27 May 2017

Cerianthid search at Changi

Today, we surveyed a shore that was badl affected by the 300-tonne oil spill in the East Johor Strait in January. Five months later, we are back with Dr Sérgio N. Stampar, an expert in cerianthids (peacock anemones).
Oil spill in the Johor Strait (5 Jan 2017) from Changi Carpark 4
I saw thick oil landing on this shore in 5 Jan 2017.
It was a relief to find the seagrasses were doing well, with lots of cerianthids as well as other marine life.


How nice to come across many different kinds of cerianthids. Some of them Dr Stampar was hoping to see. These included the large cerianthid commonly seen, often with little black Phoronid worms living with them.
Common cerianthid with Phoronid worms (Phoronis australis)
Also called a peacock anemone, cerianthids are related to but are not true sea anemones. Unlike sea anemones, cerianthids build a tube to live in (and hence also called tube anemones) and they have ring of short tentacle in the center, with a ring of longer outer tentacles. Today, we saw a Black-mouth cerianthid, which I usually only see in the South. Cerianthids seem to love our northern soft silty shores and we found many different kinds including many tiny ones. Dr Stampar will help us to identify all of them! Hurray!
There were also many different kinds of sea anemones, which Nicholas Yap is working on. I saw one Swimming anemone, several Big hermit-hitching anemone, many Tiger anemones, some Haddon's carpet anemones. Not in the photo, I also saw one Seagrass anemone, a few Peachia anemones, and one Mini carpet anemone.
Another kind of animal that loves soft silty ground are sea pens. I saw one small uprooted Spiky sea pen, a few Sea pencils and many Flowery sea pens.
As with most Changi shores, sea cucumbers are abundant here. My first time seeing these three different kinds of sea cucumbers huddling up together: A Pink warty sea cucumber (the most abundant on the shore today), a Thorny sea cucumber (also abundant) and in between, an Orange sea cucumber (I saw some).
Pink warty sea cucumber (Cercodemas anceps) and Thorny sea cucumber (Colochirus quadrangularis) and Orange sea cucumber (Mensamaria intercedens)
There were many buried Ball sea cucumbers. As usual, there were a few Sea Apple sea cucumbers. I saw some small Garlic bread sea cucumbers, one Beige sea cucumber.
There were a lot of tiny to small Biscuit sea stars everywhere. We also saw one Knobbly sea star. And I came across one Painted sand star and one Plain sand star.
There were also many large White sea urchins, and other animals such as small Penaid prawns, and small Swimming crabs of various kinds. As well as some Orange-striped hermit crabs.
Dr Stampar came across this Big head seagrass octopus. It wasn't moving much and was white. Suggests it is stressed or not well. Oh dear.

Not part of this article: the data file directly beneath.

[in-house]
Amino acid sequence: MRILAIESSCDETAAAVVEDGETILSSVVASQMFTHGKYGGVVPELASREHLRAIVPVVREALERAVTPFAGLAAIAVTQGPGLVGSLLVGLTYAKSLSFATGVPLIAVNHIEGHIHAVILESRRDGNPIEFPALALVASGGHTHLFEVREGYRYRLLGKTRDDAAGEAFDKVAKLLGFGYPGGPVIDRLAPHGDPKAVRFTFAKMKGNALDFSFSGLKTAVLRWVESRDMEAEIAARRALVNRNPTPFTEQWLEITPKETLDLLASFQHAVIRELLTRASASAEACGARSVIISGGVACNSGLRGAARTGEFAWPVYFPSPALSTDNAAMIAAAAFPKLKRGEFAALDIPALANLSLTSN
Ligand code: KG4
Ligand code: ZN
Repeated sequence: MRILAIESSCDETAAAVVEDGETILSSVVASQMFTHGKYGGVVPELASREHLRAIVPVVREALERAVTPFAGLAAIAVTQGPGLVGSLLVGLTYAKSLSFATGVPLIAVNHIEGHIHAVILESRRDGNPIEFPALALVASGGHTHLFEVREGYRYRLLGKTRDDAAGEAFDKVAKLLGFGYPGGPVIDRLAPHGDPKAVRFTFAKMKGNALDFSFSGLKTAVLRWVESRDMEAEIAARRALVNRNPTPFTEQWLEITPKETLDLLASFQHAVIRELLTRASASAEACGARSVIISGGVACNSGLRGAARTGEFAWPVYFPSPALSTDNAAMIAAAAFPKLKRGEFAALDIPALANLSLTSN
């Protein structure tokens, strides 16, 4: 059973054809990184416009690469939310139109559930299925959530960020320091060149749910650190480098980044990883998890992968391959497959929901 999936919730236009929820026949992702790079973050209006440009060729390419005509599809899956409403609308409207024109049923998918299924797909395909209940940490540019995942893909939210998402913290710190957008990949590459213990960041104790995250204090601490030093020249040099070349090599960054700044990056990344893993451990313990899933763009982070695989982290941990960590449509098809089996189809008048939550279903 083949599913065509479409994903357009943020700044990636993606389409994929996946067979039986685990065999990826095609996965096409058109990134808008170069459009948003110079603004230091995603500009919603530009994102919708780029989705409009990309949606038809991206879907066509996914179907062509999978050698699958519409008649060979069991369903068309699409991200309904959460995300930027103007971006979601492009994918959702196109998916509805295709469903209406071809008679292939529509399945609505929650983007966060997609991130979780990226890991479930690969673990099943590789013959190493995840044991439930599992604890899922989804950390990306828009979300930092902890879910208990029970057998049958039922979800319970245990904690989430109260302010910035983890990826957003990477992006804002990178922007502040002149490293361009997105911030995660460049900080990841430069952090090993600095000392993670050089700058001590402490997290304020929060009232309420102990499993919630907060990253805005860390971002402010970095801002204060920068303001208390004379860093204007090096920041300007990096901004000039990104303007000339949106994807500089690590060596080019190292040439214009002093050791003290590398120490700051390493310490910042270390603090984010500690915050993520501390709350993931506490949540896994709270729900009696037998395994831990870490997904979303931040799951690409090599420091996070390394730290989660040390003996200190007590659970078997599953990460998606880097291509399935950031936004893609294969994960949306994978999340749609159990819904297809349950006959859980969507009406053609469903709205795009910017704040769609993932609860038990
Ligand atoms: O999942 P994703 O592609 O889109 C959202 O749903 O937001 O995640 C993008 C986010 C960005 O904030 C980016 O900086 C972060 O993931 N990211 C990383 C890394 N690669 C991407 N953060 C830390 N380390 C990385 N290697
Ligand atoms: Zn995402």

Big-head seagrass octopus
I was surprised to see a Bornella nudibranch, a first for Changi. I usually see these in more reefy shores in the South.
Bornella stellifer
There were lots of lush green Spoon seagrass (big and small leaved), some narrow leaved Needle seagrass, and scattered sprinkles of Fern seagrass. i did no see any bleaching seagrasses.
Among the seagrasses were many slender Seagrass pipefishes. I sense what we saw today is similar to what we saw on our last trip here in Aug 2016. On that trip though, the shores are much quieter with fewer and less kinds of animals than on our last survey here in Apr 2015.
Seagrass pipefish
At the end of the trip, I had a quick look at the jetty nearby. The legs are still covered with colourful marine life. Including two Pink flowery soft corals. And I saw one Purple-spotted yellow flatworm. But I didn't see any sea fans.
I saw three large feather stars that seemed to be doing alright. There were four on our last survey here in Aug 2016.
We started well before dawn, in the flight path of continuously landing airplanes. Despite being next to a fuel jetty, busy road, super busy airport, and being banged up by an oil spill, I'm so glad Dr Stampar found interesting cerianthids here. He says this shore has among the most number of species of cerianthids he has encountered. Wow, our shores are not too bad!
Surveying a shore in the flight path of a plane
For the next few days, we will be with Dr Stampar to look for more cerianthids, at really early hours. I hope I make it to end.

To learn more about cerianthids, come for Dr Stampar's talk on 1 Jun (Thu) at 3pm at NUS. All are welcome. More details here.

For the first time today, I documented in the dark with Little Swimming Camera. Because it is impossible to manage a DSLR while crawling on soft muddy ground looking for cerianthids. The quality is not bad! Good enough for blogging.

Photos by others on this trip




Meanwhile, some of the team went to explore other shores today.

Richard Kuah surveyed Punggol beach.


Loh Kok Sheng surveyed an East Coast shore. Jianlin Liu and Dayna Cheah also shared photos of this trip.


Victor Toh surveyed another part of East Coast Park.





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